Interviews Work

Maz Chats to Youngman

Simon Smith Jr, aka Youngman, has been tearing up the airwaves this year with his latest track, ‘Who Knows’ produced by his friend Skream. Not a new player in the game, Youngman has been dabbling with music since he was able to talk.

Raised with Jungle music and a lover of Soul, his inspirations are clear in his music and with the evolution of UK music now steering in his direction, 2012 is set to be the year Youngman gets his shine. I find out everything you need to know about the Derby bred artist.

What’s with the name, Youngman?

I started DJing when I was about 6… I got into music when I was so young; my family just started calling me Youngman from then.

What inspired you at such a young age?

Initially I got into jungle, which was basically like early drum and bass; that was a massive part of my upbringing. At the same time, my parents encouraged me to listen to R&B, pop, soul and jazz; I loved Stevie Wonder, Al Green and Michael Jackson.

You’re signed to Digital Soundboy. How did that come about?

I’ve been with Digital Soundboy for 18 months. I had 3 record deals before the situation I’m in now. Since joining Soundboy I’ve definitely evolved as an artist; I’ve got such a great team around me now, since hooking up with Benga and Skream. I had a record called ‘One and Only’ and at the time, I used to bump into Shy FX and would always tell him I wanted to work with him. Ironically enough, all the while he loved ‘One and Only’ – he just didn’t know it was me. I sent him a demo and when he heard that tune on it he called me up and was like ‘I didn’t know that was you!’ And he signed me on the phone there and then.

Why didn’t you take the other record deals?

Music is a funny thing; it’s all about chemistry and dynamics. From the managers to the producers to the label – it’s really important that everyone has the same vision. The other offers I had were great for my development but they weren’t going in the direction I was. Digital Soundboy really understand where I’m coming from. Not only do they let me do the music that I love, but they offer so much. It’s a great camp.

Your latest single ‘Who Knows’ has a very fresh vibe. What inspired the sound?

Benga and I just went to get a Nando’s which we were scoffing at the Rinse FM studios, when Skream played the instrumental of ‘Who Knows’. I loved it straight away, so I said live on radio that I wanted the beat and I would vocal it up and return with it next week for the listeners to hear. I literally wrote it the next day in about 15 minutes.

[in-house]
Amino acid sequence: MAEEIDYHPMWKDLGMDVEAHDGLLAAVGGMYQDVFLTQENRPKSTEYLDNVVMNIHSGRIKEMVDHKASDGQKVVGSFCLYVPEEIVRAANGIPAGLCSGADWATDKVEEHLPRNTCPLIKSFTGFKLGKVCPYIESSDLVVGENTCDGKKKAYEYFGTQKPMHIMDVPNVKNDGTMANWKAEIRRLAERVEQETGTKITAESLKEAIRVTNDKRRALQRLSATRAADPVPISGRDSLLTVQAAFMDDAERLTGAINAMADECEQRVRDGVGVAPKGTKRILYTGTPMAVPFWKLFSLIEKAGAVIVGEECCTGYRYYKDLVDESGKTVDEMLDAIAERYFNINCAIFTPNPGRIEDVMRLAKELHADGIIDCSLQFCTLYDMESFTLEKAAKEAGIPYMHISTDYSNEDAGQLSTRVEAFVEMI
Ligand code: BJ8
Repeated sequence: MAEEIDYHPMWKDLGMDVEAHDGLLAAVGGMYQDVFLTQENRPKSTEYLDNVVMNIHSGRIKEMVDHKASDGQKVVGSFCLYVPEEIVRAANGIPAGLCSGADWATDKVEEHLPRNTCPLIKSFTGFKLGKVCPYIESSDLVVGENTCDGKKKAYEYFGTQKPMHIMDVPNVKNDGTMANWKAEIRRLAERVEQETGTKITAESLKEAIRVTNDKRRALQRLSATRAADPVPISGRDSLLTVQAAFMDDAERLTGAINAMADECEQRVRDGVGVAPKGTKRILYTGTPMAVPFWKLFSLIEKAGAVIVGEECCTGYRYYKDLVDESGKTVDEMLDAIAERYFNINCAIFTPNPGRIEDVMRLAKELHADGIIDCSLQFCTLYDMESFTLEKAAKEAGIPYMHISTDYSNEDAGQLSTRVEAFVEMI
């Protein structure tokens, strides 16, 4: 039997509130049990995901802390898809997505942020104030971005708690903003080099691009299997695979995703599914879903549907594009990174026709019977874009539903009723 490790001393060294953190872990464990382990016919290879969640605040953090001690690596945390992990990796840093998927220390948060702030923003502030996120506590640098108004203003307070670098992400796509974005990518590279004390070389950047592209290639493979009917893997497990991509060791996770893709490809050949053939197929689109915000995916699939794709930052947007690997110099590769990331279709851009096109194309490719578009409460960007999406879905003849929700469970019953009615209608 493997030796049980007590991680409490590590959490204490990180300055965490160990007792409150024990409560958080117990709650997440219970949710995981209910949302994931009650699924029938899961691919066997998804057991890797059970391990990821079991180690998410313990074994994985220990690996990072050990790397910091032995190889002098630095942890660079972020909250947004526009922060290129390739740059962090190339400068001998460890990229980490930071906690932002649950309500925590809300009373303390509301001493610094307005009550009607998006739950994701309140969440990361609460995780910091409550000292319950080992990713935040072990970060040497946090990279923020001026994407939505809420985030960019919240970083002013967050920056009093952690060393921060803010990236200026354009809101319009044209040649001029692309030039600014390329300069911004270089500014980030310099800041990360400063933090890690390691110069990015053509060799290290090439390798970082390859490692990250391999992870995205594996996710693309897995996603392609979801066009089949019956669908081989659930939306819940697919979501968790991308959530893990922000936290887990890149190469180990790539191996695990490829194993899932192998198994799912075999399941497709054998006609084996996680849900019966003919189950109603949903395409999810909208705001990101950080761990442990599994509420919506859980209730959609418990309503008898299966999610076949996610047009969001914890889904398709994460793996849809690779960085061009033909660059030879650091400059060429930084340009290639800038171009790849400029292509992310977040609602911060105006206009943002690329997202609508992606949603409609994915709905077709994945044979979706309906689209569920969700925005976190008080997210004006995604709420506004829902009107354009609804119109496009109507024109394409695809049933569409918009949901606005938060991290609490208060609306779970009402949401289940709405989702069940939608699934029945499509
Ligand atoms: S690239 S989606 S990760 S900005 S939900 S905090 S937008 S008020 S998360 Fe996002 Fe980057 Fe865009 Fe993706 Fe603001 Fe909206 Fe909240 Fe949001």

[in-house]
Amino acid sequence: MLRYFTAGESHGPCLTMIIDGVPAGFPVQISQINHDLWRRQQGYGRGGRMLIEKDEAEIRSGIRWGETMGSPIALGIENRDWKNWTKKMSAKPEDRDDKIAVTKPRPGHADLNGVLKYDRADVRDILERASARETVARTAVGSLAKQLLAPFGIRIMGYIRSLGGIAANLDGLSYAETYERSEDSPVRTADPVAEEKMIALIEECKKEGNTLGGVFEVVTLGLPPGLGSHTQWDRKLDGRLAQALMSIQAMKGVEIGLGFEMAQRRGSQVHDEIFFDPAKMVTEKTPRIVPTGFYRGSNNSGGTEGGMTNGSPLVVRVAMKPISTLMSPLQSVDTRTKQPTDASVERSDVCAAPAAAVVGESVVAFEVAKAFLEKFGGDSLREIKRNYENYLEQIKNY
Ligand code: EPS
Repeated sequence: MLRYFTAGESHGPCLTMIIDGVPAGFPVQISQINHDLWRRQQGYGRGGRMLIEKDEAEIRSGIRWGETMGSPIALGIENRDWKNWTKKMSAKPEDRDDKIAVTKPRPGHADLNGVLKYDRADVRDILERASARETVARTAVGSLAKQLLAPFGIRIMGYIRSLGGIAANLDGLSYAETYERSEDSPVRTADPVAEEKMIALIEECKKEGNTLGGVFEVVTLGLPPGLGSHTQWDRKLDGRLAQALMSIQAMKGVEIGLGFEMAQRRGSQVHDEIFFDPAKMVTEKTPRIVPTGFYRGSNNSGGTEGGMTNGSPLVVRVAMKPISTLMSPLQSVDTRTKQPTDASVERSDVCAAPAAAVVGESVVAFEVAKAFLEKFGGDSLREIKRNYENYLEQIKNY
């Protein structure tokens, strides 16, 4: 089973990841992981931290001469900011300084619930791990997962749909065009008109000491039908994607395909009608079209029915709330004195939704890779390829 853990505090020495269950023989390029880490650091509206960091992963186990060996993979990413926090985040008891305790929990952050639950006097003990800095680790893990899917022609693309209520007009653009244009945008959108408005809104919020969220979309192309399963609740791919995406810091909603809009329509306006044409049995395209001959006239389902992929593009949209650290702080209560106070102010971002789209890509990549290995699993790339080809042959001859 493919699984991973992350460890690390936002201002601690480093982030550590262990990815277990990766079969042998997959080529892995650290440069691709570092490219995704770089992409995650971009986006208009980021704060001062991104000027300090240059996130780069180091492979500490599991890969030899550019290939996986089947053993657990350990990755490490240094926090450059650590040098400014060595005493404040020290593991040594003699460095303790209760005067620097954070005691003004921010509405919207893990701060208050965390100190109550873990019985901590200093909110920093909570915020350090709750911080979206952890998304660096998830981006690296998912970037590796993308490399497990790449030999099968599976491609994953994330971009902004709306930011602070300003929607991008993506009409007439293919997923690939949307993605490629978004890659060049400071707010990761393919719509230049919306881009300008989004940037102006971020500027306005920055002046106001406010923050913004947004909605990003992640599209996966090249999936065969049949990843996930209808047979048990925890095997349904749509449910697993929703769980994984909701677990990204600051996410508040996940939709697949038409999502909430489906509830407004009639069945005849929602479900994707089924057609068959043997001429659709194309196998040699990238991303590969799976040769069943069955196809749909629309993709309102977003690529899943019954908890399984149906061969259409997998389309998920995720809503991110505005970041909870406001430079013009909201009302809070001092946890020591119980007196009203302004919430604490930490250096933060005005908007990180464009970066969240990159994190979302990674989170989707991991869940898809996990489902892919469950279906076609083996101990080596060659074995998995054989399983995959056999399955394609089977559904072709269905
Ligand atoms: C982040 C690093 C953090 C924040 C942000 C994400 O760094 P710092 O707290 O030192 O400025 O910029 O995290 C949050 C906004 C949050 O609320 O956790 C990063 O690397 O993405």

You are currently working on your debut album; tell us about it.

It is called ‘Me and My Music’ and it’s going really well. It’s being executively produced by Shy FX and Benga, which is amazing. It’s also got cuts from Breakage. I just did a tune with MJ Cole and Sam Frank which I’m really excited about. The sound of the album is very versatile; I’m singing and rapping on it. It very cutting edge UK bass music fused with soulful vocals and influences. At the same time there are hard club records on there as well.

You’ve been touring all over the world. How is it going?

Touring wise, I’m having a few weeks off; I just came back from New Zealand and Australia. I love touring, but on that last tour, we worked out that we were up in the air for 4 entire days. That’s a lot. But we can’t complain! We played at New Zealand’s Rhythm festival on New Year’s Eve; we came out after Example to an audience of 35,000. It was such a wicked way to see in the New Year.

What was your favourite destination?

I love Ibiza. It was so magical this summer. Benga and I did about 8 shows there. Ibiza has a magic about it as far as dance music is concerned. New Zealand was so beautiful; I’d never been there before. We did a North American tour as well… It’s hard to choose one destination!

How was the US?

It was great; we had A LOT of ribs and wings! Oh, the wings… the best wings I had were when we literally landed, at this wing house… [We discuss fried chicken for some time]

But back to the music, Dubstep is really massive in America right now, the crowds go mental.

I hear you’re really into fashion as well.

Yeah, I got my fingers in a few pies! I love fashion, I always have. I’ve dabbled with clothes designing in the past and now I’m working on a new line to coincide with my album. So you can expect to see some Youngman clothing towards the end of the year. I will start off with menswear first. I love varsity jackets, chinos, and I love a good shirt as well. I really do have a long-term goal of doing some in fashion. I mean real fashion, not just merchandise.

Tell us about the ‘Music and Life’ workshops you are doing?

I know so many kids want to get into music and it can be really hard to see how to get from A to Z. People can’t understand how you can make music for a living; just because you aren’t all over the TV or radio you can still make music. So I decided to set up a scheme to give people guidance and mentoring, not only relating to music, but relating to real life. I have a Business Management degree, so it’s all about encouraging kids to stay in school and realise that they don’t have to choose, they can have both.